With the remarkable success of antiretroviral treatment people living with HIV in South Africa are generally living much longer than they did two decades ago. As a result, more people with HIV are also now living with non-communicable diseases (NCDs) such as diabetes and hypertension. Accordingly, the need to better integrate HIV and NCD services was a hot topic at the recent Southern African HIV Clinicians Society conference in Cape Town. Elri Voigt reports.
Tuberculosis (TB) preventive therapy has been transformed in recent years, with treatment duration having been cut from six or more months to just three or one. Progress in developing new treatments to prevent drug-resistant forms of TB has however lagged behind, especially in children. Elri Voigt unpacks findings from a major new TB prevention study presented at the Union World Conference on Lung Health last week and plans for another important preventive therapy trial set to start soon.
Evidence suggests that even the tiniest amount of lead is detrimental to our health – and that’s bad news for people in South Africa, who are exposed to large amounts of the metal. Jesse Copelyn explores why lead does so much damage to the brain and heart, and why scientists keep finding it’s worse than we’d previously thought.
An estimated 54 000 people died of tuberculosis in South Africa in 2022 and around 280 000 fell ill with the disease, according to just-released figures from the World Health Organization. Catherine Tomlinson unpacks the figures and what they mean for the country’s TB response.
Earlier this month the world celebrated breastfeeding week. To improve infant nutrition by 2025, the United Nations set targets to eliminate malnutrition and increase breastfeeding rates to at least 50% – targets that South Africa also subscribes to. In South Africa, however, often mothers are poor, unemployed, and hungry – all factors impacting their ability to breastfeed and, ultimately, the nutrition their babies receive. As Women’s Month draws to a close, Refilwe Mochoari looked at the nuances of this challenge in the Free State, where mothers often face a litany of socio-economic challenges and asks how government can support these mothers better.
Malaria-carrying mosquitoes will, and are already moving to new habitats as the earth warms up due to climate change. Adele Baleta asked several local experts what the changing climate might mean for malaria in South Africa and efforts to eliminate the parasitic disease.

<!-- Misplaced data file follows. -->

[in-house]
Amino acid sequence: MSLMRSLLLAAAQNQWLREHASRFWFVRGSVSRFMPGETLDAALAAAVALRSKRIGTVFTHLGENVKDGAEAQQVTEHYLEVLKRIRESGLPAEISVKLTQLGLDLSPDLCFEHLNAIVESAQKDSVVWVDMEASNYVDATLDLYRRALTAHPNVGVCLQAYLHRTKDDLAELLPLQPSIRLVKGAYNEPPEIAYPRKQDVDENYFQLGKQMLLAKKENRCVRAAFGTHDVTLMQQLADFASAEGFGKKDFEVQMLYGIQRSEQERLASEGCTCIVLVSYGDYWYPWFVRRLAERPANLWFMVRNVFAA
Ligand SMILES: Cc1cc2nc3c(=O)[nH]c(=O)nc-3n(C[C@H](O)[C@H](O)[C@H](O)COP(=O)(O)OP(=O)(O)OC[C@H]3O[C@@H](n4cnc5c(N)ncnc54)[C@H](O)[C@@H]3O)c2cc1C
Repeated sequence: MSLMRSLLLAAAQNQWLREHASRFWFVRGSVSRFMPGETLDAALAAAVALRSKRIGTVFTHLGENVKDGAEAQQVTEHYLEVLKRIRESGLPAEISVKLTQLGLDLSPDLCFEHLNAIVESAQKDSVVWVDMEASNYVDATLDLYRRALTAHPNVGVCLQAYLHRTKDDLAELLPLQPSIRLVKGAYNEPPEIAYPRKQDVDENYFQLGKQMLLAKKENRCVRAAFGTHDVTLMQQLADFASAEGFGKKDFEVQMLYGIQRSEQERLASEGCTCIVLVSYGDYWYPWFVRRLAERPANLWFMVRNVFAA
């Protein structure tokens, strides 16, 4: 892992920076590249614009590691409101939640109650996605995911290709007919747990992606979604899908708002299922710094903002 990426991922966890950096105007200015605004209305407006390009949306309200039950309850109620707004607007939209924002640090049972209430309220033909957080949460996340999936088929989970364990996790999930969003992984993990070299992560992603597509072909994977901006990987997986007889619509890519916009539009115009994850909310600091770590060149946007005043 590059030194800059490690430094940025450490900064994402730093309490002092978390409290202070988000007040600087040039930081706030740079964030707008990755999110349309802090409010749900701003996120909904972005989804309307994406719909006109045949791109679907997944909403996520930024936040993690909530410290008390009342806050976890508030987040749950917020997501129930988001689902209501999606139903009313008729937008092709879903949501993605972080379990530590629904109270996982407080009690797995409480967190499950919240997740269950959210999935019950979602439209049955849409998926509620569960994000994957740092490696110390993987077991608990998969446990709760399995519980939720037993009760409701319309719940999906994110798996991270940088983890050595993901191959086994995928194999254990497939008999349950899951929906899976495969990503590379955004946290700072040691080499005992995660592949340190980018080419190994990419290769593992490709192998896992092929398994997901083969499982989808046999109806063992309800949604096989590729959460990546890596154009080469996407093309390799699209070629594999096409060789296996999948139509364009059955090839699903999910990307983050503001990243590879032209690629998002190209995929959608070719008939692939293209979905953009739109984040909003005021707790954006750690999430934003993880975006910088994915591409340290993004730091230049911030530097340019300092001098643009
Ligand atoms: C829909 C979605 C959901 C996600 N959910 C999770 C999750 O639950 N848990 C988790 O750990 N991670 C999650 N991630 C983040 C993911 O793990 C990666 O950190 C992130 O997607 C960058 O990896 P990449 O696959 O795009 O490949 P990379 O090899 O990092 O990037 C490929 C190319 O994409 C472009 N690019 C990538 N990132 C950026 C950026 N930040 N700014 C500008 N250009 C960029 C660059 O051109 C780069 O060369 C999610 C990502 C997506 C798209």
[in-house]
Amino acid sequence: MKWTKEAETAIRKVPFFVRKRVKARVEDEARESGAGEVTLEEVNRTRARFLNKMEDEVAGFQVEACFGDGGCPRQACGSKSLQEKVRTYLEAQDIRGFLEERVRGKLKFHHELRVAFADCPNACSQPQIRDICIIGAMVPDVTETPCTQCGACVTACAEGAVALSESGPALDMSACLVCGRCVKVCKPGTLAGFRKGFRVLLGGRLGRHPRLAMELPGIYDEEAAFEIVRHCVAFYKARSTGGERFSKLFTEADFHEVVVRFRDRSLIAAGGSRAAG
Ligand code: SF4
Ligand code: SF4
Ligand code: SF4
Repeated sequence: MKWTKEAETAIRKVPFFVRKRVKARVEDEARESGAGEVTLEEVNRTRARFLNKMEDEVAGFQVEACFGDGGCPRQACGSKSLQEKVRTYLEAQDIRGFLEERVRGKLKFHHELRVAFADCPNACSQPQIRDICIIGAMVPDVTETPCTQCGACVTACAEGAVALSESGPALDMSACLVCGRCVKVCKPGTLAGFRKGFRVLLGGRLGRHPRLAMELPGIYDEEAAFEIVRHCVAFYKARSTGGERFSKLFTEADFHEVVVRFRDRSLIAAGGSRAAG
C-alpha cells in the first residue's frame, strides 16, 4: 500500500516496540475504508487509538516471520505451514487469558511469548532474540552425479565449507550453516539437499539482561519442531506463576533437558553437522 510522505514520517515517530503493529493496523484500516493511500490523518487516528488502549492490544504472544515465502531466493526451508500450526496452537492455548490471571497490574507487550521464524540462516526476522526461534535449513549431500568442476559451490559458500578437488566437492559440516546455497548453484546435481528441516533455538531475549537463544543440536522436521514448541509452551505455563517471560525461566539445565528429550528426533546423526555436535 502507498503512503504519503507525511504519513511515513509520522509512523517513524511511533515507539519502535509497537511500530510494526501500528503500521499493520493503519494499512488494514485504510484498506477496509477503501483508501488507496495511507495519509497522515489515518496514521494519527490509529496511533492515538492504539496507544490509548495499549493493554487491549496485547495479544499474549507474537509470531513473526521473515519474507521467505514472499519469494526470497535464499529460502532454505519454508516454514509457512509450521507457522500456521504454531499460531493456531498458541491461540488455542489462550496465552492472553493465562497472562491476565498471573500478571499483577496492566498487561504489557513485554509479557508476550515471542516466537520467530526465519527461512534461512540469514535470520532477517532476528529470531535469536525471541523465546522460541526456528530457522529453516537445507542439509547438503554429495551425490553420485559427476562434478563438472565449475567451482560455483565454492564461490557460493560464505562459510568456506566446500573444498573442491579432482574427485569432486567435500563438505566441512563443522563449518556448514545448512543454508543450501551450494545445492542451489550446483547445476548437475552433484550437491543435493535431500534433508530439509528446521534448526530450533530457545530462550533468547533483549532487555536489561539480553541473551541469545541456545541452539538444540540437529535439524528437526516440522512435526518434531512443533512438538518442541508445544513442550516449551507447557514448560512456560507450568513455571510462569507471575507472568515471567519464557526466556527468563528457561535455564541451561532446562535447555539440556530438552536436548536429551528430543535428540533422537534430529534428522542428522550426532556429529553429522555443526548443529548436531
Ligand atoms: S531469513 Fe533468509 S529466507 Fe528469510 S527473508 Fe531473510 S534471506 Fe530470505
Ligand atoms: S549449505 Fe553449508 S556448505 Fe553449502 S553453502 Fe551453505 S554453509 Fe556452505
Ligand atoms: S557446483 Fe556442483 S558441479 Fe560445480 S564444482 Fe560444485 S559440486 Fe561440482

Millions of doses of the Pfizer-BioNtech COVID-19 vaccine procured by the South African government have expired and the shot is largely unavailable to people in the country. Meanwhile, earlier this month, the World Health Organization declared an end to the COVID-19 ‘Public Health Emergency of International Concern’. Adele Baleta asks what all this means for COVID-19 in South Africa.
Professor Naeemah Abrahams, who heads the SAMRC’s Gender and Health Unit has been working in the field of gender-based violence (GBV) for thirty years. Activism always underpinned her research, which has focused on post-rape care, intimate partner femicide, and the interface between GBV and HIV. Biénne Huisman sat down with her to talk about her work, her feminism, and getting men to interrogate their perceptions of masculinity.
The scientific evidence that exclusive breastfeeding is best for infants is very strong. Yet, some baby milk formula companies continue to use questionable methods to create demand for their products, thereby undermining breastfeeding. Elsabé Brits explores this and spoke to experts based on a series of articles published in The Lancet.
Despite advances in paediatric TB care, substantial challenges remain. If we are to heed the call for this year’s World TB Day – ‘Yes! We can end TB’ – we will need to significantly ramp up dedicated investment for an integrated approach to addressing TB in children, argues Dr Sipho Nyathi.
Lenalidomide is an important medicine used for the treatment of multiple myeloma – a type of bone marrow cancer that is not curable and typically requires long-term, ongoing treatment. Over the last decade, the price of this drug has fluctuated dramatically in South Africa and patients and their doctors have gone to extreme lengths to access it. Catherine Tomlinson unpacks the remarkable recent history of lenalidomide.